The Jones family lives on the Upper East Side. Dan Jones works in the financial district, while his wife, Dana Jones, runs a non-profit for clean water out of her home office. They have two teenage children, John and Jane. They purchased their brownstone in their late 20s, and they are now in their mid-50s. The couple makes more than $275,00 annually.
So, that’s the demographic portion. The more detailed you can be, the better. Then you can move on to psychographics, and this is the part in which interviews can shed a lot of light. You might also have observed some of these indicators or learned about them just by working with clients. Your psychographic information might include:
Dan enjoys playing golf on the weekends and subscribes to Golf Digest magazine. Dana has an active social life participating in book and wine clubs. The couple enjoys entertaining, and often hosts the clubs and Dan’s work colleagues. They have done minimal surface remodeling to their home over the past 25 years. They are ready to make a nicer place for entertaining now that the children are older and will be moving out soon. They plan to invest $400,000–650,000 in a remodel project.
Continue to build out your personas from here. You might have a persona that is a single mom who works outside of the home, and, instead of wine and book club, she might be involved in professional groups and the PTA. You can have a variety of personas, but try to limit them to no more than six.
Now What Do You Do with the Information You Have?
Once you’ve culled the data and developed the personas, it’s important to use this to define your marketing messages and channels. For instance, if you want to reach more people like Dana, you might reach out to some local wine clubs and offer to sponsor a wine night at your showroom. Or if you want to reach more clients like Dan, you might join the local country club and sponsor an upcoming golf event. If you want to reach the single moms, get involved with professional clubs where they socialize and engage in business development.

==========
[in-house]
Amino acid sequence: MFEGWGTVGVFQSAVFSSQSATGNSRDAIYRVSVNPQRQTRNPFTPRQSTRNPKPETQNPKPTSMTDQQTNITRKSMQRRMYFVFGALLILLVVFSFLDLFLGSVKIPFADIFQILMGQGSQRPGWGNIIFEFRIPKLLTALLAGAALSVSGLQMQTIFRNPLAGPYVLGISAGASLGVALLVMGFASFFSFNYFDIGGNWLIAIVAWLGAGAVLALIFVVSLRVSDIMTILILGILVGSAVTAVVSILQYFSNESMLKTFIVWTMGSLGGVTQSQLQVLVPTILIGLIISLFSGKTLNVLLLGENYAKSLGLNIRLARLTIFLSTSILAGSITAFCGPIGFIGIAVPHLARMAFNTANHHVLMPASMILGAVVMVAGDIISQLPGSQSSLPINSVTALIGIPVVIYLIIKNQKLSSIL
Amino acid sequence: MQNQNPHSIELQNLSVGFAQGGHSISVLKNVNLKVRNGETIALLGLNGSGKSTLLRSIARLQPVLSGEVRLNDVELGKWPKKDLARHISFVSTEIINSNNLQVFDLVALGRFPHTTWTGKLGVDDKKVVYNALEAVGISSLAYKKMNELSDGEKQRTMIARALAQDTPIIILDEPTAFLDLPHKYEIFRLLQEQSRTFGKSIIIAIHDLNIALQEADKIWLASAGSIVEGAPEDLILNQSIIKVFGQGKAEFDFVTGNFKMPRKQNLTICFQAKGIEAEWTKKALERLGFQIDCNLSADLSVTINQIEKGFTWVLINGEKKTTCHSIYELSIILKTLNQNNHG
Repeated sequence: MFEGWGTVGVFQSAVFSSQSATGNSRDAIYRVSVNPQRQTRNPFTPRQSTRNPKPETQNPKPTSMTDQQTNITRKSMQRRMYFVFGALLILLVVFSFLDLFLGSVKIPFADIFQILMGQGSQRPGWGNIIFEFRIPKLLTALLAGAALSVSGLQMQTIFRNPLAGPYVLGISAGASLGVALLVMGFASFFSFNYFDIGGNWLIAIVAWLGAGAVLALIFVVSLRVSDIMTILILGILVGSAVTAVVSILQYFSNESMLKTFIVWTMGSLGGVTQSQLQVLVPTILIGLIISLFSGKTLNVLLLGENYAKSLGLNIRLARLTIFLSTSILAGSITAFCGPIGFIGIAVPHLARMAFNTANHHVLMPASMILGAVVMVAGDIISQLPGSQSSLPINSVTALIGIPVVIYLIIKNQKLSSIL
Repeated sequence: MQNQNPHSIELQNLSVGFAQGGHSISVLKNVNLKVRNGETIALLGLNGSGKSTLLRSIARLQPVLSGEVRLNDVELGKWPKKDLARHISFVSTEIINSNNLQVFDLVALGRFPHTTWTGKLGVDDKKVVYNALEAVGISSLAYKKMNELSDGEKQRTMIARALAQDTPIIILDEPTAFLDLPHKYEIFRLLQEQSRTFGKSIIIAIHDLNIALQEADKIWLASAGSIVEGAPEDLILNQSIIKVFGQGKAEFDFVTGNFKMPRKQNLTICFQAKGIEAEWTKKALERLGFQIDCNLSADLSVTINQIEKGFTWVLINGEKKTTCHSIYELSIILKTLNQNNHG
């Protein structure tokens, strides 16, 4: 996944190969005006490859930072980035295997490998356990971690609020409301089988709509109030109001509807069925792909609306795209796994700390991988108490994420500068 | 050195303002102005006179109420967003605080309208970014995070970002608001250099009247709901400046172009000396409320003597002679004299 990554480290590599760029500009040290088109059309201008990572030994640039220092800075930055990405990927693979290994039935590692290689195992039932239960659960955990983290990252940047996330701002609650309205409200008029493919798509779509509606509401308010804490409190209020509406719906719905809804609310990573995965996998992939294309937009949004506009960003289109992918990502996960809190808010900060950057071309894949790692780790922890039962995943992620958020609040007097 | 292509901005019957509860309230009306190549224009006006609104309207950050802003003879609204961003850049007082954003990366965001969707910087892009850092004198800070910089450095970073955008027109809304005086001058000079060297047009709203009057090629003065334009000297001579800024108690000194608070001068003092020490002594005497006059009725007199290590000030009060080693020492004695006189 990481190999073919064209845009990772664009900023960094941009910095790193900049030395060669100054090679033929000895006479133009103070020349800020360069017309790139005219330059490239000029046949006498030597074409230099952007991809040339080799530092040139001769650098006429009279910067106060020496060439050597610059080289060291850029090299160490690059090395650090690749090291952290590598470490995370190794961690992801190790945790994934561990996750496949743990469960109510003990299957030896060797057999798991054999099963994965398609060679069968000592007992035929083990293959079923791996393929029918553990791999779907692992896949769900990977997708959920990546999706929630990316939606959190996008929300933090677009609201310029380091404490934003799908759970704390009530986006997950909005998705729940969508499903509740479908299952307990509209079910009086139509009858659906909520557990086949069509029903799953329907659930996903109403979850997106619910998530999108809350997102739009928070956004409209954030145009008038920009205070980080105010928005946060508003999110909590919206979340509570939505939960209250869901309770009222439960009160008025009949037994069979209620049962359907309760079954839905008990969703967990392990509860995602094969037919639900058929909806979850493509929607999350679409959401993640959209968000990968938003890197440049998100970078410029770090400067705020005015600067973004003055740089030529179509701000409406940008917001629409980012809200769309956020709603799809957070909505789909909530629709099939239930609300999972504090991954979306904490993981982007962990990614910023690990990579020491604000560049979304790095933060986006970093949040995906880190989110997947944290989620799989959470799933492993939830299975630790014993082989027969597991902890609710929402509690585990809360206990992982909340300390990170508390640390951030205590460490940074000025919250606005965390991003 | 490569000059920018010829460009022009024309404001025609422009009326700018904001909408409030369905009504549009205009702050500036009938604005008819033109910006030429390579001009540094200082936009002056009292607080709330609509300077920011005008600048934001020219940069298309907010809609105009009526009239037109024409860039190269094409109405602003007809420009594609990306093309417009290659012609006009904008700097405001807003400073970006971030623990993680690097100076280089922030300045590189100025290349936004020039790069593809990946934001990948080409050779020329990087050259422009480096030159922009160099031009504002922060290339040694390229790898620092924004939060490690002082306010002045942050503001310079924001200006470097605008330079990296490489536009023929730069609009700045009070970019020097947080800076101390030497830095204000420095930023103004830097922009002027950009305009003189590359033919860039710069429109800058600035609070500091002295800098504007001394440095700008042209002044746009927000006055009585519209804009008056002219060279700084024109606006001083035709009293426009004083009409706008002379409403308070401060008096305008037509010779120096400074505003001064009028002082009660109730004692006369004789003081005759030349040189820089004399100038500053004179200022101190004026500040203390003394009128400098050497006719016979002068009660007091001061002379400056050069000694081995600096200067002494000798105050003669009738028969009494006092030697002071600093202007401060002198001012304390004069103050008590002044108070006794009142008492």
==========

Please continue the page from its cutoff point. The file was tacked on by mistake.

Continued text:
The same information will drive the messaging you put out in those spaces. For Dan and Dana, the messaging might be about creating a lovely space for entertaining, while for the single mom, it might be more about functionality. As you develop the personas, dig into the information and think critically about what each persona wants from your services, these messages will become clear. Do keep in mind, you want to appeal to the emotional needs and wants that the prospects have. People make buying decisions based on emotion and back it up later with facts and data. So, Dana will spend $300,000 on her kitchen so that she has the most beautiful kitchen in which to host wine club, and she will justify it later with being an investment toward the resale value of the property.
What Happens if You Don’t Create Personas?
Many interior designers go through their entire careers without ever developing personas. I hear all of the time, “Oh, I have a pretty good idea of who my ideal client is.” And this may be true. But imagine that you think you know your past client, Dana, really well. But let’s suppose for a moment that wine club never came up during the time you were working with her. What would be the best avenue to reach new prospects like Dana?
If the time investment seems too great, consider an assistant or agency to help with interviewing past clients, reviewing the data you have available and developing the personas. It will be worth the investment when it helps you reach the next best client who will pad your portfolio and your bottom line.